Peugeot Coupe 407 Prologue

2005 Peugeot Coupe 407 Prologue

2005 Peugeot Coupe 407 Prologue

Peugeot used the show to gain reactions to the coupe it will add to its 407 range at Frankfurt. The stalking horse is called the Coupe 407 Prologue, and when the German show comes round in the fall we won't see much difference between the Prologue and the Production. Which is a shame, because this is one of those rare occasions when the new model doesn't look as good as the car it will replace.

The current 407 Coupe carries a Pininfarina badge, as many past Peugeots have, and it is one of the smartest cars in series production anywhere in the world today. It's no great performer, but it is very elegant, and the introduction of the new version will convert all the current 407 Coupes into instant collector's cars. The Prologue, which is the work of Peugeot's own design team, looks fine enough, but it's no Pininfarina.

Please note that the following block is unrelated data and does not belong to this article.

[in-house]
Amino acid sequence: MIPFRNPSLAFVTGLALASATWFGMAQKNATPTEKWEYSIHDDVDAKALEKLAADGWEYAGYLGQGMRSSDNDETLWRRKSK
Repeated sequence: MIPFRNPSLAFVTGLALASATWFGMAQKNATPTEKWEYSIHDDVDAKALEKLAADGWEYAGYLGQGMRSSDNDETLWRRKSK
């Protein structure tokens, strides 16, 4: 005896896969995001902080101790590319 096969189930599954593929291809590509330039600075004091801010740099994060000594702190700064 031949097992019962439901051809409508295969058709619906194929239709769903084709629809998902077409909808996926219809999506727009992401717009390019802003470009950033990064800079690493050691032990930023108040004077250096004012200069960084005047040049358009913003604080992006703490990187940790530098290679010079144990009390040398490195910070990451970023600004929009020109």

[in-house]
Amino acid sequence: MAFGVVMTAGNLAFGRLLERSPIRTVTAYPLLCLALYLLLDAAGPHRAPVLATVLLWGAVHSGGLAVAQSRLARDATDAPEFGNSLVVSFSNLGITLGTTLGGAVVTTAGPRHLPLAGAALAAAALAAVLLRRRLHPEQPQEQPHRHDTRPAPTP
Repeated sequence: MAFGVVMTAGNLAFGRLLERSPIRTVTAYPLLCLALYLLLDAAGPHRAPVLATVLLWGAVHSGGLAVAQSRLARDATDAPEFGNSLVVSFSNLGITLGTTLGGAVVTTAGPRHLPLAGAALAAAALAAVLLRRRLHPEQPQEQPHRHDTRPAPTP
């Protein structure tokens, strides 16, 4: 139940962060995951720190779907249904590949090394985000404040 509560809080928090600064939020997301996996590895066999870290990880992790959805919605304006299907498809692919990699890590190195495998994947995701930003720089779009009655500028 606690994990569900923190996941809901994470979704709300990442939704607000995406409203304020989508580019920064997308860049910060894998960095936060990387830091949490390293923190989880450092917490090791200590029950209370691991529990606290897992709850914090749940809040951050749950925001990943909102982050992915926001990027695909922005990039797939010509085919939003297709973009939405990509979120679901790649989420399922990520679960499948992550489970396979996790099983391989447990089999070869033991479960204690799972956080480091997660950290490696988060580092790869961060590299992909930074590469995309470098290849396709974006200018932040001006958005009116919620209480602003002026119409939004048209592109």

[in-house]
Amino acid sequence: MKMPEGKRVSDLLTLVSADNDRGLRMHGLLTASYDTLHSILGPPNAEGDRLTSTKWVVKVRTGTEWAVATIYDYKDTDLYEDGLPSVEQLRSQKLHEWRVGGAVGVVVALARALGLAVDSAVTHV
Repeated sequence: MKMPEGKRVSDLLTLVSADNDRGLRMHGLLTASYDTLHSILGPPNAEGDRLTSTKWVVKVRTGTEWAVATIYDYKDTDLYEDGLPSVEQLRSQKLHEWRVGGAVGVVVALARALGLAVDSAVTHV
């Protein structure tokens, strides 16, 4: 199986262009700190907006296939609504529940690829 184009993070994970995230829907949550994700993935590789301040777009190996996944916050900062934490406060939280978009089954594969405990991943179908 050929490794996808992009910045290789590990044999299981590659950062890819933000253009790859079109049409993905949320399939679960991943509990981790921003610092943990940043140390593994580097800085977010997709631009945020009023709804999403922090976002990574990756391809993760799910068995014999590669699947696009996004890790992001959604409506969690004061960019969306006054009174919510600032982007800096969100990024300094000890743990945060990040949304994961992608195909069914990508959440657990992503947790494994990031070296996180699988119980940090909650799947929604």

The car has inherited the big low-slung grille of the sedan, and that's a mixed blessing. The egg-crate mouth looks fine in pictures, but somehow it doesn't translate too well to the real world of the road. The coupe designers have added 'gills' ahead of the front wheel arches that recall Bill Mitchell's Mako Shark Corvette dream car, but while Mitchell's gills were part of a complete design theme, the Peugeot's look like add-ons.

From the back, the car looks good, and the interior has a nice performance/personal car feel to it, but with current 407 coupes being offered at hefty discounts in some of Peugeot's markets, now could be the time to buy the old one.